As a matter of fact, the red book mentioned a few. It said that some corporations had not paid a cent in income tax for years because of the previous government's laxness and the fact that it supposedly had many friends among big business, which was not the case of the Liberal Party. The Liberal Party, too, had criticized the fact that, since 1984, personal income tax had increased much more rapidly than corporate income tax. If I remember rightly, according to what the Prime Minister said at that time, it wanted to correct all the unfairness and injustice in the tax system in the first two years of its mandate.
Since they have been in office, the Liberals have not fulfilled their undertakings. They have not fulfilled the promises they made during the campaign in order to get elected.
Let me give you some examples of unfairness in the tax system. Let us take, for instance, the family trusts. It is not for nothing that, for the past 15 months, since our arrival here, we have been saying, over and over again, that the tax rules for family trusts are unfair to all the taxpayers in Quebec and Canada. It is no coincidence if we have been pestering the government about every second day since 1993 about family trusts. It is because this tax system is truly unfair to Canadians, from whom the government asks more and more sacrifices because its finances are in a sorry mess, while at the same time the richest Canadian families are allowed to accumulate capital gains year after year without paying any income tax for up to 80 years.
Even the tax experts are divided on that issue. Some work for the very rich Canadian families, others take a view more compatible with the interest of the general public. Some of these, for the last two to three years and even since the review, four and a half years ago, of family trusts and the 21-year rule, have sharply criticized the perpetuation of such a measure and the possibility to defer income tax on capital gains for up to 80 years.
As the official opposition, we have made this issue one of our favourite themes, especially since we obtained sketchy information from the private sector and some Canadian universities that lead us to believe that hundreds of millions and even billions of dollars could be recovered by abolishing certain privileges linked to family trusts. We know that those trusts have become a major means of tax planning for the wealthiest Canadian families, individuals and companies.
We are not talking here about the principle of family trusts, which can be a good thing. We are not talking about the principle of family trusts, which may apply, for instance, to families with a handicapped child who will need to be taken care of in the future, even once his parents are dead. We are not against the whole idea, nor the administration of these trusts, but what we have been questioning since we arrived here, and even before, during the election campaign, is the fact that a millionaire can use this system to defer indefinitely taxes on his or her capital gains. We cannot accept that.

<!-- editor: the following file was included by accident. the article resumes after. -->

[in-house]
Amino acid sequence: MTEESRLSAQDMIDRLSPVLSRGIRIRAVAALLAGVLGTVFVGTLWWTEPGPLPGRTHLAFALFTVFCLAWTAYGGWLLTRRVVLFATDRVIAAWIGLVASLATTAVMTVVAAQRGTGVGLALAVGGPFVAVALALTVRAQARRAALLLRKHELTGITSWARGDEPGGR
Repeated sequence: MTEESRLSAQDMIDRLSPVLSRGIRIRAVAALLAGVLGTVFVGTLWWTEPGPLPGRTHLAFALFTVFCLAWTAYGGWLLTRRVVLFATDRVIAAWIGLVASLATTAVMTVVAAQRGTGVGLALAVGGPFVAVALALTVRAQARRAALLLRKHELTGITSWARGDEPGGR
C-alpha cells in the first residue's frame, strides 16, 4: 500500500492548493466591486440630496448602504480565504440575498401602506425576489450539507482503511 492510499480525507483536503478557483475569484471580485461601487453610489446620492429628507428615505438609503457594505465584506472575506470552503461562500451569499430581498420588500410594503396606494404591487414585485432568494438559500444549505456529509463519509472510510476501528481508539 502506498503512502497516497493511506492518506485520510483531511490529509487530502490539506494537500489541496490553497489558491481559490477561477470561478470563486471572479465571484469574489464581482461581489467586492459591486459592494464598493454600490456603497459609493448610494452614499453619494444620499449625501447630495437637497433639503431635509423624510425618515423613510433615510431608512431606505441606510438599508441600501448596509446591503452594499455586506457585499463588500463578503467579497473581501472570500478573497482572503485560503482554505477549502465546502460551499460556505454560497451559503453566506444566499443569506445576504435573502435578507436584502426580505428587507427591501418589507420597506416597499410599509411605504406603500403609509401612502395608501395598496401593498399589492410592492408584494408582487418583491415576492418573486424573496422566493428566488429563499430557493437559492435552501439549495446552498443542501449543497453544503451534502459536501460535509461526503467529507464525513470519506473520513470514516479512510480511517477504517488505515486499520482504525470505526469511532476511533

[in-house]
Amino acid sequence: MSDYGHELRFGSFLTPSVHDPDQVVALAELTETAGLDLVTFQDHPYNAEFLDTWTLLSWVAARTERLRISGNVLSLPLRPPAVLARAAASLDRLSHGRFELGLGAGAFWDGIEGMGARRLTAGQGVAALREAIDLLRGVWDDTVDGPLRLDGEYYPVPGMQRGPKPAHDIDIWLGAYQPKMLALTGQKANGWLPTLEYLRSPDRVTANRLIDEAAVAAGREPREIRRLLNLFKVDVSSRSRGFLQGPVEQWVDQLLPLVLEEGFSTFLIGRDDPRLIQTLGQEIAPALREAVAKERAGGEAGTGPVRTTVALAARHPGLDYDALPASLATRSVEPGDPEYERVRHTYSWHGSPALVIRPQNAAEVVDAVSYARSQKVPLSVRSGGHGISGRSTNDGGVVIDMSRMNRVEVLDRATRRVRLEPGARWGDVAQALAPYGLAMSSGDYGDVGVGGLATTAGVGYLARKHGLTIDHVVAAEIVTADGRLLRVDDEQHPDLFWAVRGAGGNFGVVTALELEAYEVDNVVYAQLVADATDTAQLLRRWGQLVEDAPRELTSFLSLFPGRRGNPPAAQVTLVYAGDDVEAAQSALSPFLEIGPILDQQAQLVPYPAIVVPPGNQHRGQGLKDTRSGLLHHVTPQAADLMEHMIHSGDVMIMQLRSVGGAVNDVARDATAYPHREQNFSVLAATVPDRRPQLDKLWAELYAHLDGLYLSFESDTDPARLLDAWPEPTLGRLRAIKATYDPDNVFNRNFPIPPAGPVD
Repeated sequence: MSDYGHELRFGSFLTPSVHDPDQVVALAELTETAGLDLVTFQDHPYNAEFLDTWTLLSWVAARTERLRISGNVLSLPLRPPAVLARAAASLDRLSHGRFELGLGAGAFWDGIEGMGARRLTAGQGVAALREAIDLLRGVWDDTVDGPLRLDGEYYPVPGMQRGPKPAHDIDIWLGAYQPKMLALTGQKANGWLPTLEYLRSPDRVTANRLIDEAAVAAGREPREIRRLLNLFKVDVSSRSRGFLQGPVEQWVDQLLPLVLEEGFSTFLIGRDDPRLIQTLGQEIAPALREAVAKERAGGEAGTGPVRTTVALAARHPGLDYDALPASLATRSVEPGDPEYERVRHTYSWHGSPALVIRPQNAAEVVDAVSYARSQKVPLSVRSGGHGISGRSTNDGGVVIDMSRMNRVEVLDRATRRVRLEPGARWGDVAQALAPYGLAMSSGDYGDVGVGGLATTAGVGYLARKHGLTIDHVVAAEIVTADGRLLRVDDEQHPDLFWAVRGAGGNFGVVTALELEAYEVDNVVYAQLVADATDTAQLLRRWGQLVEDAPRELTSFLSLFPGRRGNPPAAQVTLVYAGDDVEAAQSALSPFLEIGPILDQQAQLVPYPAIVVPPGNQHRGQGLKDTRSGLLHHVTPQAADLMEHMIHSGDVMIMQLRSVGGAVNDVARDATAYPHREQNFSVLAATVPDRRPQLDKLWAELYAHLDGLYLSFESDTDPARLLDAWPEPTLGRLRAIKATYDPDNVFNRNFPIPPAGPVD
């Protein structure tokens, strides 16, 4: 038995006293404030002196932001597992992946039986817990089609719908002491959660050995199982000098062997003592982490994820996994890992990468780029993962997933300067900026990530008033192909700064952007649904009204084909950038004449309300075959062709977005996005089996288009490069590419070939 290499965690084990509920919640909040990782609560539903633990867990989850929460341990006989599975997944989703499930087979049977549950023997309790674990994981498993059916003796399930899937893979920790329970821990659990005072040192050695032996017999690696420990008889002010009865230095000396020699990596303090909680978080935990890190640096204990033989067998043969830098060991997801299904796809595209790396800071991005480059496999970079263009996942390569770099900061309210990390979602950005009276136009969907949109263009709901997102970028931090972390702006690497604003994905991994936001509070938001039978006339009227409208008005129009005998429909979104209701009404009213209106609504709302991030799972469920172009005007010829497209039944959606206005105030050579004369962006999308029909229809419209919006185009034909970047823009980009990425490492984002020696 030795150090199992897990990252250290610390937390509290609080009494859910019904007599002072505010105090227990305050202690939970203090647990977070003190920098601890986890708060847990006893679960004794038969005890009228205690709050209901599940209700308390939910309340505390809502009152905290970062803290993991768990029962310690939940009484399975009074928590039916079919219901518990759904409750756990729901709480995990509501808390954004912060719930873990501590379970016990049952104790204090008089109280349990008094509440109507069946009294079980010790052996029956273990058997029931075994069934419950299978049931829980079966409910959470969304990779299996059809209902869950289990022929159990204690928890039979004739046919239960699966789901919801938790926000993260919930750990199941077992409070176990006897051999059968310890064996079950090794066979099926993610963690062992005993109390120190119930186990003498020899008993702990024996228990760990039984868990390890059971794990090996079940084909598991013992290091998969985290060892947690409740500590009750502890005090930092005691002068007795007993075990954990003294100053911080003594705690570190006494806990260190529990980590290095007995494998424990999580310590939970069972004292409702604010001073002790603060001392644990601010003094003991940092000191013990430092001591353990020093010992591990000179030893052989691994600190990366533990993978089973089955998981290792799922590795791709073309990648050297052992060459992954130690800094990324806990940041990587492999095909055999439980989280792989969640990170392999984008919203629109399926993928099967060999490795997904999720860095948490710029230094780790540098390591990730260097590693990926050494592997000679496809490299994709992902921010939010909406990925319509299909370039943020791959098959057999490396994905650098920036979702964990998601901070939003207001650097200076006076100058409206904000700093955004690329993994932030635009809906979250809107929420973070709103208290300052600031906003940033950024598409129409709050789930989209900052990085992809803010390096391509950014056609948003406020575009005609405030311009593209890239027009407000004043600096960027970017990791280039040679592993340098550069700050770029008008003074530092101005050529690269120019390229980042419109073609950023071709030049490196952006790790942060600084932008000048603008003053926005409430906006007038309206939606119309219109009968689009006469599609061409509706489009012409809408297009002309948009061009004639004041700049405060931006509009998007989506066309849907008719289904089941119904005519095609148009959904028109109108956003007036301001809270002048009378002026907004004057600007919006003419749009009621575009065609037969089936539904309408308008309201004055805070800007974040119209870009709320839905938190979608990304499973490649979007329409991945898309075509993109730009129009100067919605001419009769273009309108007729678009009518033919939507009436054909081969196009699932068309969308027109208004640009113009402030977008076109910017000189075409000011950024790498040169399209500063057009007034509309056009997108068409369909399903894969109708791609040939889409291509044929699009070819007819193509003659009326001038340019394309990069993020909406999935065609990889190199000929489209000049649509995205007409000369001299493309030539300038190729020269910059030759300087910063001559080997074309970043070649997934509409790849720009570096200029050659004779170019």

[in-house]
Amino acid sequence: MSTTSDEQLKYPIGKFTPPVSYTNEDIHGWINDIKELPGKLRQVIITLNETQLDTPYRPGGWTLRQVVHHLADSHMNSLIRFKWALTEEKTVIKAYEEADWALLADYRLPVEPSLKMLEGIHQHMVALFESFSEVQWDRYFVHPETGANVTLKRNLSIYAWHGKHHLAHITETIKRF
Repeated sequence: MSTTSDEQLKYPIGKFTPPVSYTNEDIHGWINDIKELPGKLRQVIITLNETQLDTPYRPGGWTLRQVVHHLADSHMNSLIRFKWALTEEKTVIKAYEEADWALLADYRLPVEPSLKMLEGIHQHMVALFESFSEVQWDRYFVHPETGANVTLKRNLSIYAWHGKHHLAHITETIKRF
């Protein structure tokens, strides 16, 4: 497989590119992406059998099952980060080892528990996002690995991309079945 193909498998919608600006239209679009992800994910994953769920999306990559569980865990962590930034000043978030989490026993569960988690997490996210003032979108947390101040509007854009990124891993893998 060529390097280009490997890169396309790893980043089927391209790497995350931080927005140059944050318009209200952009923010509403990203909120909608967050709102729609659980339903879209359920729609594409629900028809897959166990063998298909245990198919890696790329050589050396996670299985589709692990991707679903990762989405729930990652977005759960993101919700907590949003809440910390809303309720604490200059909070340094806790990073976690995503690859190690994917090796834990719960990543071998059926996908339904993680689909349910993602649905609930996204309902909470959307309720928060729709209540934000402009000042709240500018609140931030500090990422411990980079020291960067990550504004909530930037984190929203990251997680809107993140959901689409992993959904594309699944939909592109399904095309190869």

What did the Minister of Finance give us in his last budget? He wanted to look good. He said: Since I cannot stand the official opposition complaining about such a blatant case of unfairness and injustice in the tax system, I will mention the words family trust in the budget speech to shut them up in the future. But he forgot that we have ears to listen, eyes to read and brains to analyze.
When he brought forth his measure, saying that he would eliminate fiscal benefits for family trusts in 1999, he took us for something that we were not. He also took Quebecers and Canadians for something that they were not, because he knew very well that, by putting off to 1999 the necessary change only for family trusts, he was warning rich Canadian families four years in advance so that they could get ready and take out the hundreds of millions of dollars, even billions of dollars that they had put into these trusts and transfer them to other financial vehicles, other powerful tools of tax planning. We have not dealt in any way with all the tax loopholes that these rich families and all the big Canadian corporations can benefit from.
Is that how the government sees social justice, and fairness in the tax system from coast to coast? Is this how the government shows its concern? This government has only one concern: to look good. It does not matter what the substance is; the impor-
tant thing is to look good. The last budget, like the previous budget and Bill C-70 before us, shows us this government's propensity for cosmetic changes, for phoney tax reforms that do not change anything.
One should also look at the tax agreements signed with countries considered to be tax havens. We in the opposition refuse to let the government get away with this. We have been hounding the government since the last election campaign so that, ever since the 1994-95 budget, the Minister of Finance tried to silence us, to stop us from denouncing the inequities and tax loopholes in these tax agreements by putting up a smokescreen.